Shifts in the global financial order had already begun before the marquee auctions of the Spring. Nevertheless, the art market held up far better than many participants expected. Since the Summer break, interest rates have risen and inflation continues to be a meaningful threat. Global financial markets, especially foreign exchange markets, continue to respond to a strengthening dollar. These constraints have brought more attention to the mid-season sales in New York.
The $25,780,734 million early season opener comes in 1.5% below the Spring edition of the same sale. For those approaching the Fall market warily, these results will at least quell some jitters.
The aggregate low estimate for the sale was $19.25 million. The final hammer total was $20.46 million. When the hammer total is divided by the aggregate low estimate we get a hammer ratio of 1.06. This positive-but-low number suggests a less dynamic market (here come the jitters, again.)
Of the 240 lots that were offered, 198 sold for an 82.5% sell-through rate. Of the sold lots, 29% sold above estimates; 47% of the lots sold within the estimates; 22% were sacrificed for prices below the estimates. For this sale, aggressive bidding was rare.
Looking at the top 25 lots by premium price, only a quarter of those were bid above the estimate range. Of the top dozen lots by price, only one, Lynne Drexler’s Violet Sunlight was bid above the estimates to a $781,200 premium price and few thought its low estimate was realistic.
Frank Bowling, Barticaflats VII sold for $403,200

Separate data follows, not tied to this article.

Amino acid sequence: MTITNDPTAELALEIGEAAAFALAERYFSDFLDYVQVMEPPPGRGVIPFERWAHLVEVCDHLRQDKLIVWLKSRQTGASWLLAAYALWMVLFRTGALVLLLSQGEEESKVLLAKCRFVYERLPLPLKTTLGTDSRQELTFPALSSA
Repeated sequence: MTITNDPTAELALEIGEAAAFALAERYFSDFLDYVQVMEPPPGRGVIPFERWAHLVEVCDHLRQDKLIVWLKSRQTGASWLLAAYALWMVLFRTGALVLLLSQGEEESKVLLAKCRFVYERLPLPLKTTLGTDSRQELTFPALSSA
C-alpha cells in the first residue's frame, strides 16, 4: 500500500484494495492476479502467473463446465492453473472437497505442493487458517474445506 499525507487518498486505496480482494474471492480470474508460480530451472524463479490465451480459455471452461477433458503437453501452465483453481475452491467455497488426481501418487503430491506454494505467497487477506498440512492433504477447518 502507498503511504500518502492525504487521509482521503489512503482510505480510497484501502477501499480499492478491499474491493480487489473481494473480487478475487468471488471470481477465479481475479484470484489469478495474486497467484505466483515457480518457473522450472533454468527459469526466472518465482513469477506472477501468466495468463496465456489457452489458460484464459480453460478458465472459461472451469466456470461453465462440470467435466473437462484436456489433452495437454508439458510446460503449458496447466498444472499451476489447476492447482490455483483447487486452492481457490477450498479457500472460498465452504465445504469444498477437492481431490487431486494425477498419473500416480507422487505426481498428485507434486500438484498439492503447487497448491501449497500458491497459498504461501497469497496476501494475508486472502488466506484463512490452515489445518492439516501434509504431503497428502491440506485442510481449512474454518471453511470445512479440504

The Top Lots
The list of names that populate the top 25 lots in the sale by premium price are a reminder that collectors continue to seek out artists and works that will redress the skewed representation of previous collecting. Nine of the 23 different artists on the list are women; eight are persons of color; that’s hardly equity but it is representation.
Sam Gilliam and Vija Celmins both had strong sales at $756,000, the low estimate for both works.
Christina Quarles first work to appear since the blowout success of her $4.5 million work in May sold at a price just above her previous record price. No one should scoff at a $693,000 but it does confirm the record price was the product of special circumstances (including the impact of the artist’s work at the Venice Biennale and the provenance of the seller.)
Mary Weatherford’s Coney Island gave the artist her third highest auction price at $478,800.
Willem de Kooning’s untitled work on paper (mounted on canvas) from the Montauk series was bought at Christie’s in 2019 for $200,000. Today, it was resold for $403,200.
Derek Fordjour’s Three Ghee Sunrise made this year and being sold for charity became his second highest auction price at $302,400.
A 2009 work by Jacqueline Humphries called Siren also made $302,400 or her third highest price at auction coming in just behind a price paid for a 2008 work in March.
Lynne Drexler, Tropic Blue sold for $352,800
Lots to Watch
Jonathan Lasker’s Theories About Exotica was the biggest surprise beating the $20,000 low estimate by nearly five times to make $119,700 placing it among the top three prices a Lasker work has made at auction.
Lynne Drexler’s Tropic Blue was among the most valuable works—$352,800— that saw deep bidding. The 1969 work shows that Drexler’s market has breadth in terms of the style of her work and dates that collectors will shell out for. Tomorrow will provide more information as even more different works test the market.
Jean Dubuffet’s Arbre burlesque IV, one of the artist’s tree sculptures, sold for $277,200 which was nearly three times what the auction house was expecting.
A record was set for Vincent Fecteau when an untitled work by the Matthew Marks artist sold for $100,800.
Jenny Holzer’s Truism work made a strong $579,600 almost twice the estimate.
Loie Hollowell’s Swimmers made $378,000 with the help of bidding from China. That brings her market back to front of mind.